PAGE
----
…But the report found that jobs in less structured environments — and which demand compassion, creativity or social intelligence — were likely to be carried out by humans for decades to come.

    https://www.abc.net.au/news/2019-06-26/sa-among-worst-hit-by-20m-jobs-lost-globally-to-robots/11245092

  31. briefly says:
    Wednesday, June 26, 2019 at 9:36 am
    “Unemployment is likely to get much worse in Australia. There are no new sources of demand available that could lift the growth rate, except expanded public demand.”

    So, rising iron ore, oil and gas and gold prices will have no impact on those sectors? Rising sheep, beef and wheat prices won’t have any impact in those sectors?

  32. Oh briefly, John Howard plus Family First, plus added to that any other RW party, also had a stonking Primary Vote between them after the 2004 election.

    You do realise what happened at the next federal election don’t you?

  33. ‘Bucephalus says:
    Wednesday, June 26, 2019 at 9:22 am

    The Charity Watchdog has been asked to look at ACL because..?’

    Bless my socks, Bucephalus, no need to pretend you have an equine IQ!

    The Charity Watchdog has been asked to look at ACL because..?’ in the sense that Jesus Christ would understand it, the ACL is uncharitable.

  34. Folau’s adventure in AFL was just an indicator of the arrogance of the sport’s administrators.
    This is a belief that the only reason that AFL isn’t the world’s number one sport is because the world hasn’t seen it. Put a team in Western Sydney and the locals will flock to it. Wait here’s an idea.. the largest ethnic group in Western Sydney is an assorted group of islanders… if we pay Izzy millions of dollars, we are even more likely to attract the locals
    Folau was quite wise to take the fools’ money, even though Islanders generally are not the thin necked beanstalks who play AFL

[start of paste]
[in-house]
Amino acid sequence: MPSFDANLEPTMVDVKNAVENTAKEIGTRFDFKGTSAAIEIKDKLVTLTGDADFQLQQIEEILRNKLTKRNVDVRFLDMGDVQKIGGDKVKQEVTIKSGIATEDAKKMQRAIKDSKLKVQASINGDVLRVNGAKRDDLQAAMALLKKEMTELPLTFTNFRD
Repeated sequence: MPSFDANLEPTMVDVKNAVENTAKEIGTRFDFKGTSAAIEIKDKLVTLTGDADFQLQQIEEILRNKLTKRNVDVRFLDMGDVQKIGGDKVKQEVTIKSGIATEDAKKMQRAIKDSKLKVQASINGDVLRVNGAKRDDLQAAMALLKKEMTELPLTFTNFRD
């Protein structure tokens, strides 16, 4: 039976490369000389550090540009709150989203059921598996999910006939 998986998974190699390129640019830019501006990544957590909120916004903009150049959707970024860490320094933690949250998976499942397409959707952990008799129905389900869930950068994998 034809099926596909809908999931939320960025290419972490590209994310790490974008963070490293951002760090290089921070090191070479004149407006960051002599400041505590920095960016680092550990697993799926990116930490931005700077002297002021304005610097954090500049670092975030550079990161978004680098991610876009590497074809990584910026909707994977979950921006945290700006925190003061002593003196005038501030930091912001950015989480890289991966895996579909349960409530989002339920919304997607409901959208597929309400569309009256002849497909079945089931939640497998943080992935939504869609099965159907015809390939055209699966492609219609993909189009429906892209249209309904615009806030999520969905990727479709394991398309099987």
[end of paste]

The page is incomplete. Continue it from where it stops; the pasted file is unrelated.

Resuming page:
GWS remains a bottomless money pit for the AFL. If you buy petrol in Western Sydney on the Friday before a game you will be offered any number of free tickets

  35. Aussie Rules has demonstrated what a unique game it is.

    It’s very difficult to transition to from another one as the skills required are so different from most others.

    It’s not surprising that the most successful have been those coming from Ireland and a Gaelic football background.

  36. Cultural acceptance may be the key – or starvation.

    Cricket crisps and buffalo worm burgers could be as fashionable as sushi within a decade due to falling prices and a waning “yuck factor”, which analysts believe could push the bug protein market to a value of £6bn by 2030.

    A report has shone a spotlight on a market enjoying bumper growth, with sales increasing by about 25% a year as high-protein, low-calorie bug-based snacks and staples shake off their association with I’m a Celebrity-style bushtucker trials.

    “We see scope for insects to reduce the environmental burden of our food system,” said Emily Morrison, one of the authors of the report by Barclays. “Although there are numerous hurdles to overcome – notably regulation, price and cultural acceptance – we see insects as a viable middle ground for consumers wanting to make their diets more sustainable.”

    https://www.theguardian.com/business/2019/jun/25/insects-tipped-rival-sushi-fashionable-food-of-future?utm_term=Autofeed&CMP=soc_568&utm_medium=Social&utm_source=Twitter#Echobox=1561508773

  37. Emma O’Sullivan
    @emma_os
    13m13 minutes ago

    CFMMEU boss John Setka has been ordered to pay a fine of $1000 to a family violence prevention legal service, and he must complete a behavioural change program. Magistrate said she took into account his remorse and efforts to seek help through counselling. @10NewsFirst

  38. “We see scope for insects to reduce the environmental burden of our food system,” said Emily Morrison, one of the authors of the report by Barclays. “Although there are numerous hurdles to overcome – notably regulation, price and cultural acceptance – we see insects as a viable middle ground for consumers wanting to make their diets more sustainable.”

    Objectively there’s merit in that idea.

    But also nah. Imma keep eating mostly chickens. The chickens can eat the bugs and worms. 🙂

  39. Boerwar says:
    Wednesday, June 26, 2019 at 10:37 am

    I’m actually interested to know on what legal or regulatory grounds there is a problem. Do you know?